As an employee, you are entitled to certain rights that impact your safety, your pay, and more. It is important that you are aware of what laws affect you and what you have to follow as laid out in your contract.
Here are 4 areas of employee rights that everyone should know.
Wrongful termination is when you believe your contract with an employer has been terminated for reasons that breach your contract. This could be due to discrimination, refusal to commit an illegal act, retaliation, or just simply not following the termination procedures set out in the contract.
If you find yourself battling wrongful termination, it is first important to review your contract, if you have one, to ensure there has been a breach by your employer. Then review the laws in your particular state and seek professional legal support. This is because the rules will be different around the country.
If you do not have a contract, you are likely to have fewer protections from being dismissed, although there are some standard civil service protections that you are subject to.
Discrimination and harassment
Federal laws and employee contracts should protect individuals from any form of discrimination and harassment. Any form of unfair treatment due to race, color, religion, sex, pregnancy, disability, age, or genetic information is against the law.
If you feel like you have been discriminated against or harassed in the workplace, then it is first important to check the local laws, which often provide additional protection to federal laws, and then make a complaint with your local employment rights office.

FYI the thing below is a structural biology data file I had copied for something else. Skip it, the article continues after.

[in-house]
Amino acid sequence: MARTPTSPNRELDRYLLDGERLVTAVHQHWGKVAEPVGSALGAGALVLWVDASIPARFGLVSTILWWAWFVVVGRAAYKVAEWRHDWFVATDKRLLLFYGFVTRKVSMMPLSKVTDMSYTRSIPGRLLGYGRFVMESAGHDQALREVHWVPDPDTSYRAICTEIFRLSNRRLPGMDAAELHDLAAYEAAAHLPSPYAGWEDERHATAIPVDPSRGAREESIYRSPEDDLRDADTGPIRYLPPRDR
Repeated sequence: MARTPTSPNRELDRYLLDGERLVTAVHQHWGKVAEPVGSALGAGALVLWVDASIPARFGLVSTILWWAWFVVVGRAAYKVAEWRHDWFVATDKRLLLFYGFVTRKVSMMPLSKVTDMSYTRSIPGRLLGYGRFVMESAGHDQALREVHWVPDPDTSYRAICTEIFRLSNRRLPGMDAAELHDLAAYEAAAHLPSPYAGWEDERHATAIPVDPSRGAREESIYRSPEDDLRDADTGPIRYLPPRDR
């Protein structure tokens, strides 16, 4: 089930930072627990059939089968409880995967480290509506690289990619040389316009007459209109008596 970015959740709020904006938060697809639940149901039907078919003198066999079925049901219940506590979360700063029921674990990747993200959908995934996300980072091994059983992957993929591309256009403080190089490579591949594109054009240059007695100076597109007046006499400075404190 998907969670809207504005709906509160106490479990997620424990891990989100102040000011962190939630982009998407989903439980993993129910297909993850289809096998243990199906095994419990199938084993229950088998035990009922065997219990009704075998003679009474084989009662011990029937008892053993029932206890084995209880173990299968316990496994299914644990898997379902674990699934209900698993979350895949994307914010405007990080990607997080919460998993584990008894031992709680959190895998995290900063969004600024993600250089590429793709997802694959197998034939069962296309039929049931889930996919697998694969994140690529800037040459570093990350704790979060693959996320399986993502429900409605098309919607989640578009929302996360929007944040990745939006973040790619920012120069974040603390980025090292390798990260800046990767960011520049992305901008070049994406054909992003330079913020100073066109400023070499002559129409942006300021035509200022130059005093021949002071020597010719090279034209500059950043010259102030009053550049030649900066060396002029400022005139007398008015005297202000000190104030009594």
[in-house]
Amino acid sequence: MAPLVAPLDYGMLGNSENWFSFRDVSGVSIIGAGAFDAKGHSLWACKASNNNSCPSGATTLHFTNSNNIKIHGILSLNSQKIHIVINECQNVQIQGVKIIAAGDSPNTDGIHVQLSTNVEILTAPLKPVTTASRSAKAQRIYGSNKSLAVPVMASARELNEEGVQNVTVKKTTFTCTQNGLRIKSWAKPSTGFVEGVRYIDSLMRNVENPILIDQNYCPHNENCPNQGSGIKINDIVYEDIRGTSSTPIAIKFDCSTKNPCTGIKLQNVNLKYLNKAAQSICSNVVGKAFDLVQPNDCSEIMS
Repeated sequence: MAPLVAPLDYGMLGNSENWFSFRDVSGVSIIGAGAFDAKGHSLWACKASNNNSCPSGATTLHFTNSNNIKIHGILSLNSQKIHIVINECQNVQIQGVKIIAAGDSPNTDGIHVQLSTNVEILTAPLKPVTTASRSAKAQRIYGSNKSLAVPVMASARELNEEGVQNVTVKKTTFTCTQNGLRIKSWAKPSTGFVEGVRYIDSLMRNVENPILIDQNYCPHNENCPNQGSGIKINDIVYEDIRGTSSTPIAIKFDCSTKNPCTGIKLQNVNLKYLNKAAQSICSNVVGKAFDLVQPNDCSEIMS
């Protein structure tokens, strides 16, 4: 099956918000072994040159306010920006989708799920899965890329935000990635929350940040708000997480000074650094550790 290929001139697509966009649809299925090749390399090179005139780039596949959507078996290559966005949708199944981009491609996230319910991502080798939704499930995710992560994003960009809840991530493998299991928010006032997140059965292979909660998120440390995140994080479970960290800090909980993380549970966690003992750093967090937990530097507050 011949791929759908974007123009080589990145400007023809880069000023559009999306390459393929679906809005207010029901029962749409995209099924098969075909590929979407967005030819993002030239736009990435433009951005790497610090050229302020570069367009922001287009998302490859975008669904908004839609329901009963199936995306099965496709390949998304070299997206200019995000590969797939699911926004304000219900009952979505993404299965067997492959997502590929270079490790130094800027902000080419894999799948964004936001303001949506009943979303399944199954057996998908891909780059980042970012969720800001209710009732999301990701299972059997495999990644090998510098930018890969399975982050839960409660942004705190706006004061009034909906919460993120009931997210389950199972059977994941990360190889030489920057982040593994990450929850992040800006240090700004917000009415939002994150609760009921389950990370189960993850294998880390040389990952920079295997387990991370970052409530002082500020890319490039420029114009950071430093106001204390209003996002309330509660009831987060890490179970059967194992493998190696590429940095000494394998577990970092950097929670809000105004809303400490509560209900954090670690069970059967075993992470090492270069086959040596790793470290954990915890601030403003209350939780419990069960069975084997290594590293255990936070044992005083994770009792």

Unsafe workplace conditions
Under local and federal laws, you are protected with specific safety rights in the workplace. These laws protect you from illness and injury on the job by being able to report injuries, refuse unsafe environments and be provided with the correct safety equipment to do your job, as well as protect your ability to speak up without retaliation.
A workers’ compensation attorney will be able to advise you on the laws that affect you, as they are different in each state, and how to use them when you fall ill or feel unsafe in your workplace. If there has been a breach, you may be entitled to medical expenses and lost wages while out of work.
If you work for the local government or in the private sector, then the laws may be different.
Minimum wage and overtime
Federal laws set out a minimum wage for all employees that must be adhered to, as well as laws that cover employees who work more than 40 hours per week and their entitlement to pay.
These laws cover you if you are an employee. If you are an independent contractor, then the rules may differ. If your employer pays you as a contractor, yet your role defined under the law is an employee, then you can file a complaint under misclassification.
Each state will have its own labor laws, so if you feel if you are being underpaid, or not paid for additional work, you will have to check your contract first. Additionally, you can check the Fair Labor Standards Act and the Department of Labor for more information.
The laws for employees are pretty clear and should be followed at all times by your employers. If you believe that a contract has been breached, it is important to first check your contract and seek professional legal advice on how to move forward.